Marinated Tomatoes

Ripe, juicy tomatoes soak up olive oil, red wine vinegar, onion, garlic, & fresh herbs in Marinated Tomatoes, a zesty summer salad or a versatile side dish!

Marinated Tomatoes with text overlay.


'Tis the season for homegrown tomatoes! Thanks to my father-in-law's bountiful garden, by this time every summer, we're positively swimming in big, juicy, deep red specimens of tomato perfection.

We eat 'em sliced, with salt and pepper. On bread with good mayo for a tomato sandwich. Caprese-style...drizzled with balsamic, layered with fresh mozzarella, and sprinkled with basil. Roasted. In gazpacho. On pizza. In marinara. In salads. But there can never be too many ways to enjoy garden fresh tomatoes, so why not add another recipe to the ol' repertoire?

Close-up of fresh produce and herbs on table.


Marinated Tomatoes are effortless to throw together with a handful of simple ingredients. What I love most about this recipe, though, is that not only does the pure, tomato flavor shine through, but it's actually enhanced by the vinegar, aromatics, and herbs.

  • Tomatoes. Homegrown tomatoes have the BEST flavor, of course, but any type will work. See the "Types of Tomatoes" heading below for tips on how to slice 'em.
  • Extra-virgin olive oil.
  • Red wine vinegar. I recommend red wine vinegar for this's zippy without being overpowering. However you could also experiment with white wine vinegar, sherry vinegar, champagne vinegar, balsamic vinegar, apple cider vinegar...each one will add a different flavor profile to the dish.
  • Onion. My family likes onion (and I don't), but I'm happy to make a separate batch of Marinated Tomatoes for them, throwing in a couple tablespoons of finely minced red onion. They report the red onion adds a sweet sharpness to the dish. I'll take their word for it. 😉
  • Garlic. On the other hand, I'm definitely a garlic gal, but I don't go overboard with this recipe. One large or two small cloves are plenty. I prefer to crush my garlic in a garlic press or very, very finely mince it.
  • Herbs. You can also customize the herbs for your Marinated Tomatoes. I highly recommend finely minced fresh herbs if you've got access to them -- I typically use parsley and basil. But you can also use dried herbs. Just remember that since dried herbs are stronger and more concentrated, you'll only need about ⅓ the amount as compared to fresh herbs.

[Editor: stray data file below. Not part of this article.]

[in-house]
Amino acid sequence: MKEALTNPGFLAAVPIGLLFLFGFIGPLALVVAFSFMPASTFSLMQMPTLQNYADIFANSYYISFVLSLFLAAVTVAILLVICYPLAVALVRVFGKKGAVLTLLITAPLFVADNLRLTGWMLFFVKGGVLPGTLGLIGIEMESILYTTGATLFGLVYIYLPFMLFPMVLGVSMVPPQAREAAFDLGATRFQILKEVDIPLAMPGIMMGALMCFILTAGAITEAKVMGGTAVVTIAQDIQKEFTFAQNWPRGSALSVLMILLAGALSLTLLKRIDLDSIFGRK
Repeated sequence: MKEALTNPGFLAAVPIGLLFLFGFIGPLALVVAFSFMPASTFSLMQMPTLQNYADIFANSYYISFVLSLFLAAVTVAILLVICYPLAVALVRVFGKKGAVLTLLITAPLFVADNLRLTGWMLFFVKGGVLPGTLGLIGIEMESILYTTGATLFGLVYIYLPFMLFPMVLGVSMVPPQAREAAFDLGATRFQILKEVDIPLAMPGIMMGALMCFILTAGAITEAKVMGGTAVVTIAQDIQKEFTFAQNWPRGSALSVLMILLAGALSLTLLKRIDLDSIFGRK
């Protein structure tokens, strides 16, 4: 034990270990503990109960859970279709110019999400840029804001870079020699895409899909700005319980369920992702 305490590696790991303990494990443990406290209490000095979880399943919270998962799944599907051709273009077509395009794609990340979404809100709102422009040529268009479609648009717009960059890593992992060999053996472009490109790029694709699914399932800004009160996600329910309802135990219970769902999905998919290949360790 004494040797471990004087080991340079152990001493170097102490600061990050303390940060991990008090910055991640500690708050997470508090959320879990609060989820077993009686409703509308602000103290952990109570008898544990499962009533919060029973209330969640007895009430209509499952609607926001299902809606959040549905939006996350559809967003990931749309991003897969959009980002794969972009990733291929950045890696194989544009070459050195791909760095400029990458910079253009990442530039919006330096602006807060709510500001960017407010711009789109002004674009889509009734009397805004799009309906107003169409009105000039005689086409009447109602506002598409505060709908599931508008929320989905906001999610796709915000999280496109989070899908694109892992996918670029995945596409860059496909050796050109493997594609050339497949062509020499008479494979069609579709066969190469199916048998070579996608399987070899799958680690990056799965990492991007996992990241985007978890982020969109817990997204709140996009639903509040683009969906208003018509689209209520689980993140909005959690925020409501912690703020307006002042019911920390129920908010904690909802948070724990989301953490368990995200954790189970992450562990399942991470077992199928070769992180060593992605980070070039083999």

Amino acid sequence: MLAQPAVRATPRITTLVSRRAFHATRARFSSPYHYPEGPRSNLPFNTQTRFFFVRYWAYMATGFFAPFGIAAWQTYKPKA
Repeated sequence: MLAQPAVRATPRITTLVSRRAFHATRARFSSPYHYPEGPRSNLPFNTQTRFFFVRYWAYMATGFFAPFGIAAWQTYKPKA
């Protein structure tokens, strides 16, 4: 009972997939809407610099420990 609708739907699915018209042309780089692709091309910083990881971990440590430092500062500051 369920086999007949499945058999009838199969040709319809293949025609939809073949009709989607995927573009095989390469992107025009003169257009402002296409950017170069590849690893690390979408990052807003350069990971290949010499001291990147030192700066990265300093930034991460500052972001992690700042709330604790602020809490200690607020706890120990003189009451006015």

• Salt + pepper. Don't leave 'em out!
Close-up of sliced marinated tomatoes garnished with herbs.

Types of Tomatoes

Another nice thing about this dish is that it's totally customizable.

I happen to have lots of giant, beefsteak-sized tomatoes right now, so I cut them into thick slices, lay them in a shallow dish, and pour the marinade over the top. The large surface area of the slices allows them to really soak up the deliciousness.

If your tomatoes are smaller, however, you could choose to cut them into wedges.

Tiny little cherry or grape tomatoes could be halved.

Aerial view of white platter piled high.

Marinating Them

How long you choose to marinate the tomatoes is up to you.

My preference is to marinate them in the fridge for 12 to 24 hours for lotsa' flavor, then bring them back to room temperature before serving.

Alternatively, if you have less time, you can marinate them on the countertop for just two or three hours. The infusion of flavor into the tomatoes will be less intense, but they'll still be delicious.

Marinated Tomatoes on serving platter with herbs.

How to Enjoy Them

These Marinated Tomatoes are scrumptious on their own as a salad. Be sure to serve with crusty French bread to sop up all those magical juices!

Or you can chop the tomatoes into smaller pieces and use as a topping for bruschetta. A few shavings of fresh Parmesan on top = HEAVEN.

Aerial close-up of tThe BEST Marinated Tomatoes.

Even if you don't have a garden, the tomatoes at the grocery store are much redder and more flavorful this time of year. So take advantage of the bounty! Marinated Tomatoes is an easy, versatile recipe for enjoying one of summer's simple pleasures.♥

More Garden-Fresh Summer Sides

Marinated Tomatoes on serving platter.

Marinated Tomatoes

Ripe, juicy tomatoes soak up olive oil, red wine vinegar, onion, garlic, & fresh herbs in Marinated Tomatoes, a zesty summer salad or a versatile side dish!
Course: Side Dish
Cuisine: American
Prep Time: 10 minutes
Marinating Time:: 2 hours
Total Time: 2 hours 10 minutes
Servings: 6 servings
Calories: 94kcal
Print Pin Rate


  • 3 extra-large tomatoes, about 2 pounds
  • cup extra-virgin olive oil
  • ¼ cup red wine vinegar
  • 2 tablespoons finely chopped red onion
  • 1 large clove, or two small cloves garlic, finely minced or crushed
  • 1 tablespoon minced fresh parsley, plus additional for garnish
  • 1 tablespoon minced fresh basil, plus additional for garnish